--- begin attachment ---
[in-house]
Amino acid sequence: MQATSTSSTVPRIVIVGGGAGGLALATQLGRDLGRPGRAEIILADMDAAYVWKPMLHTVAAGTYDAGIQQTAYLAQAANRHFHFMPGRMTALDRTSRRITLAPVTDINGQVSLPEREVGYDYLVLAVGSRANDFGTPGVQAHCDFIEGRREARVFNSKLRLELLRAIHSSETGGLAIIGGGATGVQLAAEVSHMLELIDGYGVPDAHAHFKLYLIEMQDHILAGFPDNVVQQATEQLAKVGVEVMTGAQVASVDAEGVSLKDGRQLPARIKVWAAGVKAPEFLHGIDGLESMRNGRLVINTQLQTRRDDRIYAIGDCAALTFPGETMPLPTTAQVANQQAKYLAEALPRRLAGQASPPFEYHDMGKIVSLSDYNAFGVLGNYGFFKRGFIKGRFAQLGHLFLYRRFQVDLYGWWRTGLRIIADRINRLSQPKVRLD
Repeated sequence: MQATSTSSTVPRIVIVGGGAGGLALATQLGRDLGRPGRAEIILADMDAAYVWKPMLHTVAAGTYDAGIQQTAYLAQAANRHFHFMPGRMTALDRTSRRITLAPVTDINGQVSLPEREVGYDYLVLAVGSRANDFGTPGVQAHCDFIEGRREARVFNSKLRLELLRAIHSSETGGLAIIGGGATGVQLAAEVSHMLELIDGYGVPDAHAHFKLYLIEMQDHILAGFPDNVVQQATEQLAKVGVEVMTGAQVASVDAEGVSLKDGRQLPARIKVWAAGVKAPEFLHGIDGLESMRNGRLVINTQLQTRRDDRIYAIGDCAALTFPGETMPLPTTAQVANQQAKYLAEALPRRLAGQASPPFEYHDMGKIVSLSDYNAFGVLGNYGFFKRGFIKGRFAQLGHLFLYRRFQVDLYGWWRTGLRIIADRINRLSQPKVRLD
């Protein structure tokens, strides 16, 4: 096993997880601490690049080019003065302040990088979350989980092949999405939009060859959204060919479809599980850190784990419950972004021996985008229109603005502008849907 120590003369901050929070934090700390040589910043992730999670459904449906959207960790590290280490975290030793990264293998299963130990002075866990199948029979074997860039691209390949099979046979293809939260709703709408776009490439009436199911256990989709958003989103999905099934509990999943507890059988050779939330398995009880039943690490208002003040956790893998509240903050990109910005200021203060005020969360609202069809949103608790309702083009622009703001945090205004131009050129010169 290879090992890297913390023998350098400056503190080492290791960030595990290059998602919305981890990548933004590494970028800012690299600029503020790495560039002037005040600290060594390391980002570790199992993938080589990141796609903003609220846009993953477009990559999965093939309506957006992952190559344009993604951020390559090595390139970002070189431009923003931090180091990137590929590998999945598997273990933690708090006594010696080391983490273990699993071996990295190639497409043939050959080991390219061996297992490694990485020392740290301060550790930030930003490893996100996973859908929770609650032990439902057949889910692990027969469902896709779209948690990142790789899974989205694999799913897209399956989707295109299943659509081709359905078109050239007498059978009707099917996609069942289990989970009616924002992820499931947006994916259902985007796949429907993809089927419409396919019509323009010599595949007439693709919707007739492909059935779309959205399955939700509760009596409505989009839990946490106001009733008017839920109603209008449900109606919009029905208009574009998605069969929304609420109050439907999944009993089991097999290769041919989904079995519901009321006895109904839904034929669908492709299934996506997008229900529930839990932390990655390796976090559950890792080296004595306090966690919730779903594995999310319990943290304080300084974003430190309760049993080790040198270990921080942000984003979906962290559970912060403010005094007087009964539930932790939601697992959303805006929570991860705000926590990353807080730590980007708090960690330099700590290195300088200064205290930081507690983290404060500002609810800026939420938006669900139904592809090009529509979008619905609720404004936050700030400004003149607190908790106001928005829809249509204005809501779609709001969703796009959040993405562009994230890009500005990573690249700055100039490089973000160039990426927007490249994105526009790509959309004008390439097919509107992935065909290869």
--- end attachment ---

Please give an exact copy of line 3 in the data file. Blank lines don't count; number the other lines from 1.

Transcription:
Repeated sequence: MQATSTSSTVPRIVIVGGGAGGLALATQLGRDLGRPGRAEIILADMDAAYVWKPMLHTVAAGTYDAGIQQTAYLAQAANRHFHFMPGRMTALDRTSRRITLAPVTDINGQVSLPEREVGYDYLVLAVGSRANDFGTPGVQAHCDFIEGRREARVFNSKLRLELLRAIHSSETGGLAIIGGGATGVQLAAEVSHMLELIDGYGVPDAHAHFKLYLIEMQDHILAGFPDNVVQQATEQLAKVGVEVMTGAQVASVDAEGVSLKDGRQLPARIKVWAAGVKAPEFLHGIDGLESMRNGRLVINTQLQTRRDDRIYAIGDCAALTFPGETMPLPTTAQVANQQAKYLAEALPRRLAGQASPPFEYHDMGKIVSLSDYNAFGVLGNYGFFKRGFIKGRFAQLGHLFLYRRFQVDLYGWWRTGLRIIADRINRLSQPKVRLD